Jim's Own Sauce Hot
It's Jim Arnold's wife Amy who gets the credit for the real birth of the Jim's Own brand—in 1997 she brought some of her husband's ribs into work and there was a lot of praise for the sauce that adorned them. One of those colleagues was so fond of the sauce that he turned around and ordered 40 gallons of it. Jim, a teacher in Durham, NC, had been running a small sauce operation based on his Mom's recipes out of his home, but after that initial push, he transitioned into the sauce business full-time. Jim unfortunately lost his wife due to an illness in 2010, and following that he sold his business to Willem and Marilene van Schalkwyk, owners of Gentlewoods Food, Inc. based in Cary, NC. The couple have continued to cary on the Jim's Own brand which currently has six unique sauces along with many rubs and seasonings.
A strong vinegar tartness with an equally hefty peppery heat are the first things to have a presence in the aroma. While those two elements are dominant, there's enough sugary ketchup hanging out just behind them to hint at a sweet fruitiness at work as well. With a deeper whiff, a distinct Worcestershire complexity comes into focus along with the tell tale fruity character of habanero peppers, giving the ability to add direct classification to the heat.
Thickness & Texture
This red-orange sauce's light hue and semi-transparency makes it super easy to see a plethora of spices that come in all different sizes and red, orange, black, and white specs. The sauce also has a glossy sheen along with a thin and watery consistency, which has it falling in a very fast, even pour off of a suspended spoon. Right at the end, the sauce stream changes to a few quick drips and then stops, leaving only a very thin coating of sauce left clinging to the silverware.
Out of the Jar
For all the tang and heat in the aroma, the initial taste of the sauce is surprisingly sweet. A sugary start mixes with tomato quickly to form a ketchup-like flavor that doesn't take long to be balanced out by vinegar. As the tartness starts, the Worcestershire does partial work at building barbecue complexity, with the rest of that equation happening via the spices. At first, it's a little bit of onion and a black pepper bite at work, then, as the sauce begins to exit the mouth, those habaneros take over and start a lip tingling and fruity heat that's enhanced by a ramp up in the vinegar too. This leaves an aftertaste that is strongly acidic and spicy, but there's enough sweet tomato still remaining to hold the entire barbecue profile together.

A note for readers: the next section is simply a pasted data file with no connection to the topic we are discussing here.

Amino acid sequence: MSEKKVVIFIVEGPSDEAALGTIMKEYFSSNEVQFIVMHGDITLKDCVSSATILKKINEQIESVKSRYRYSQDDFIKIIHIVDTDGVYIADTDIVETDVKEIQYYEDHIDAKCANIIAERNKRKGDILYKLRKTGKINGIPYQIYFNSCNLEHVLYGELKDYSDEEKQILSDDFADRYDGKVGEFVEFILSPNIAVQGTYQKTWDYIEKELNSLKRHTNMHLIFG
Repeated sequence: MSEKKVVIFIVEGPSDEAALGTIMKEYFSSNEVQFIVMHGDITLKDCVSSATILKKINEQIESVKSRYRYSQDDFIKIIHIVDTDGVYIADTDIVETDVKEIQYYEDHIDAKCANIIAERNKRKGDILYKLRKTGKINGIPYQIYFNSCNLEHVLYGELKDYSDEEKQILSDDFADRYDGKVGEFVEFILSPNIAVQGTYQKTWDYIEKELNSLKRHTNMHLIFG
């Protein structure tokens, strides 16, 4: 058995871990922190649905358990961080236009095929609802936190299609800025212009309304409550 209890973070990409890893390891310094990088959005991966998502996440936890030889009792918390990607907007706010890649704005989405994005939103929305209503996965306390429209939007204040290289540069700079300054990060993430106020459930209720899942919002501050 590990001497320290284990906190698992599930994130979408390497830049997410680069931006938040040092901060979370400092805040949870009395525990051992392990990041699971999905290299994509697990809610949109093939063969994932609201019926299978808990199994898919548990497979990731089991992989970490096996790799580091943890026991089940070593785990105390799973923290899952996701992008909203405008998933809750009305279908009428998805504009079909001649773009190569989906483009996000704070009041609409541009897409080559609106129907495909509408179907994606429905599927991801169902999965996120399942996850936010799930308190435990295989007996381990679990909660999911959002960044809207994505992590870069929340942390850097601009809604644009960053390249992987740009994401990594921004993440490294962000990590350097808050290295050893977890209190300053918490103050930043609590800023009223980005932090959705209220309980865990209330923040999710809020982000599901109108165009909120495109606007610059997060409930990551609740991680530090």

Slathered & Cooked
This sauce coated the chicken in a thin and even layer that baked down very well over indirect heat. The hue was very light at first, but it picked up a decent orange color with subsequent brushings. When moved to direct heat, there was attractive caramelization with no burning or sauce loss. The flavor remained pretty much the same as out of the jar except for a slight bump up in the sweetness. For the first few bites, this created a very pleasing sweet, tangy, and savory barbecue flavor, but then the heat and a little more tartness came in and provided a contrasting bite. It wasn't until the leg was done that the heat really reached a tongue tingling level, although that burn was not quite as strong as it was in the raw state.
Put to Use
I'm not sure why it took me so long to try out a Jim's Own Sauce—I've seen them on shelves since moving to Durham and there's multiple flavor variations, something I consider a plus when I'm on the lookout to expand my sauce reviews. I think it may have been because the watery appearance made me think this was going to be another standard North Carolina vinegar sauce that has a more singular usage, but I was left pleasantly surprised that, thanks to just enough ketchup, this is definitely more of an all-purpose sauce. I'm not sure if it's the fact that all my most recent "hot" barbecue sauces didn't quite hit the spot for me, or if this is truly in the top tier of sauces, but I was really loving how this was working on my taste buds. Despite a strong vinegar base, the sauce still delivered a full suite of flavor progressions from sweet to tangy to savory to spicy, all tasting quality and in harmony with each other. The heat was strong, but not overboard in a way that most people couldn't enjoy this sauce. I often end up recommending thinner, vinegar sauces for usage in their raw state, but this sauce also worked very well on the grill, and I think it's well suited to take most all grilled or smoked meats to the next level—you just may need an extra brushing or two when cooking to build up that ideal sauce layer.